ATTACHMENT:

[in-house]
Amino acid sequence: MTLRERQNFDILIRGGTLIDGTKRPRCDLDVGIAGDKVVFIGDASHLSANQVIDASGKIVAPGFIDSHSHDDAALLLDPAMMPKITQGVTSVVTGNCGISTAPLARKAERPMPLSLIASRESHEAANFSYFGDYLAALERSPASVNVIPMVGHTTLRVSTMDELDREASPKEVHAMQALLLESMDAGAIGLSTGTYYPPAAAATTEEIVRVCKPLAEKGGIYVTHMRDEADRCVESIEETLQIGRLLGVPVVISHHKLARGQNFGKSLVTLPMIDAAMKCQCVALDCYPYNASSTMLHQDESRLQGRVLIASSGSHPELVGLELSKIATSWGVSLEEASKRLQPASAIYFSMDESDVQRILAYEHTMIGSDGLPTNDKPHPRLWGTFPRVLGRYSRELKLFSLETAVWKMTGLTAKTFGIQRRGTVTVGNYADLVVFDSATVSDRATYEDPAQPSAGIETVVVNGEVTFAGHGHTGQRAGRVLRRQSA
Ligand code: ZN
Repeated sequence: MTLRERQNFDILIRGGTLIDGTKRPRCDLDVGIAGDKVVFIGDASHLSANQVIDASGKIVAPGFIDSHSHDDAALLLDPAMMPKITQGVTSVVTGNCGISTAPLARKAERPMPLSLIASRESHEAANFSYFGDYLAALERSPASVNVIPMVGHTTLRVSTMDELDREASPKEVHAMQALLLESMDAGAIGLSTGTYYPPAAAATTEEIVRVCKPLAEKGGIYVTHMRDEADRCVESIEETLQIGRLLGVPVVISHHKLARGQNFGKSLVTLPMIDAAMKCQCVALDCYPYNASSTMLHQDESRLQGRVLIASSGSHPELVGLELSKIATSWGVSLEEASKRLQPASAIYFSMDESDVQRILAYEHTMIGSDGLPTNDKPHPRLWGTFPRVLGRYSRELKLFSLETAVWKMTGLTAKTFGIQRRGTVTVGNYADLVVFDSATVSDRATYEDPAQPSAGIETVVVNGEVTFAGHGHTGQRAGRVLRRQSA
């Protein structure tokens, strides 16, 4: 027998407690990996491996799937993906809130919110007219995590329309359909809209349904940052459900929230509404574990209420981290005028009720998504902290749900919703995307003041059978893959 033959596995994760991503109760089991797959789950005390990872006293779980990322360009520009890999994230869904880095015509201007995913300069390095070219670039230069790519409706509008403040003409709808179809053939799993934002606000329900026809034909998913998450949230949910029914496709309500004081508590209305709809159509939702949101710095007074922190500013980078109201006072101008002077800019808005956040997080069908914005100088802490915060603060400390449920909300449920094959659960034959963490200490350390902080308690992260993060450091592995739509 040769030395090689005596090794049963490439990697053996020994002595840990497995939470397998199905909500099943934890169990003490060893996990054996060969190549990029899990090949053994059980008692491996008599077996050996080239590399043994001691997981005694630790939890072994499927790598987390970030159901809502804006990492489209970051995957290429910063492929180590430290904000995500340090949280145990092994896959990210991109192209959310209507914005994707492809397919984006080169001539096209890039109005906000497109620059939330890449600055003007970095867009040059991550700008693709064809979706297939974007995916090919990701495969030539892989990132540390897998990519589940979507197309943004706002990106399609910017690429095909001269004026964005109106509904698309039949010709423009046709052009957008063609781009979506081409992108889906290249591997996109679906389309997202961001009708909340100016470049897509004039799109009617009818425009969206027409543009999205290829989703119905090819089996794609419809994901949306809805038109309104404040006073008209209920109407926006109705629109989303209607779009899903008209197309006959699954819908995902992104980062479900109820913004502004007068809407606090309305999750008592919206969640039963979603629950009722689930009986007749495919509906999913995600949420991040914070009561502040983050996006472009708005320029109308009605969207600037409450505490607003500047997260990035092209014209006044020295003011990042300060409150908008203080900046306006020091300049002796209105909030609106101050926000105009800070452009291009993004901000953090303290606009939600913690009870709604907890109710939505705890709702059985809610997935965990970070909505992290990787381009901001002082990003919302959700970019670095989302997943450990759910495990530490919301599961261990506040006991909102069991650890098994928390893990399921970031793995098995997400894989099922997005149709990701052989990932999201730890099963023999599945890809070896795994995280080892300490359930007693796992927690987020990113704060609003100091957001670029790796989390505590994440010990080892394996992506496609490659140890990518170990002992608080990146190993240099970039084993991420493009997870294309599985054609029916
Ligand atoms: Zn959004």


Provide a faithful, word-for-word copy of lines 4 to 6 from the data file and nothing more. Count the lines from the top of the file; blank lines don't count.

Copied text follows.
Repeated sequence: MTLRERQNFDILIRGGTLIDGTKRPRCDLDVGIAGDKVVFIGDASHLSANQVIDASGKIVAPGFIDSHSHDDAALLLDPAMMPKITQGVTSVVTGNCGISTAPLARKAERPMPLSLIASRESHEAANFSYFGDYLAALERSPASVNVIPMVGHTTLRVSTMDELDREASPKEVHAMQALLLESMDAGAIGLSTGTYYPPAAAATTEEIVRVCKPLAEKGGIYVTHMRDEADRCVESIEETLQIGRLLGVPVVISHHKLARGQNFGKSLVTLPMIDAAMKCQCVALDCYPYNASSTMLHQDESRLQGRVLIASSGSHPELVGLELSKIATSWGVSLEEASKRLQPASAIYFSMDESDVQRILAYEHTMIGSDGLPTNDKPHPRLWGTFPRVLGRYSRELKLFSLETAVWKMTGLTAKTFGIQRRGTVTVGNYADLVVFDSATVSDRATYEDPAQPSAGIETVVVNGEVTFAGHGHTGQRAGRVLRRQSA
């Protein structure tokens, strides 16, 4: 027998407690990996491996799937993906809130919110007219995590329309359909809209349904940052459900929230509404574990209420981290005028009720998504902290749900919703995307003041059978893959 033959596995994760991503109760089991797959789950005390990872006293779980990322360009520009890999994230869904880095015509201007995913300069390095070219670039230069790519409706509008403040003409709808179809053939799993934002606000329900026809034909998913998450949230949910029914496709309500004081508590209305709809159509939702949101710095007074922190500013980078109201006072101008002077800019808005956040997080069908914005100088802490915060603060400390449920909300449920094959659960034959963490200490350390902080308690992260993060450091592995739509 040769030395090689005596090794049963490439990697053996020994002595840990497995939470397998199905909500099943934890169990003490060893996990054996060969190549990029899990090949053994059980008692491996008599077996050996080239590399043994001691997981005694630790939890072994499927790598987390970030159901809502804006990492489209970051995957290429910063492929180590430290904000995500340090949280145990092994896959990210991109192209959310209507914005994707492809397919984006080169001539096209890039109005906000497109620059939330890449600055003007970095867009040059991550700008693709064809979706297939974007995916090919990701495969030539892989990132540390897998990519589940979507197309943004706002990106399609910017690429095909001269004026964005109106509904698309039949010709423009046709052009957008063609781009979506081409992108889906290249591997996109679906389309997202961001009708909340100016470049897509004039799109009617009818425009969206027409543009999205290829989703119905090819089996794609419809994901949306809805038109309104404040006073008209209920109407926006109705629109989303209607779009899903008209197309006959699954819908995902992104980062479900109820913004502004007068809407606090309305999750008592919206969640039963979603629950009722689930009986007749495919509906999913995600949420991040914070009561502040983050996006472009708005320029109308009605969207600037409450505490607003500047997260990035092209014209006044020295003011990042300060409150908008203080900046306006020091300049002796209105909030609106101050926000105009800070452009291009993004901000953090303290606009939600913690009870709604907890109710939505705890709702059985809610997935965990970070909505992290990787381009901001002082990003919302959700970019670095989302997943450990759910495990530490919301599961261990506040006991909102069991650890098994928390893990399921970031793995098995997400894989099922997005149709990701052989990932999201730890099963023999599945890809070896795994995280080892300490359930007693796992927690987020990113704060609003100091957001670029790796989390505590994440010990080892394996992506496609490659140890990518170990002992608080990146190993240099970039084993991420493009997870294309599985054609029916
Ligand atoms: Zn959004």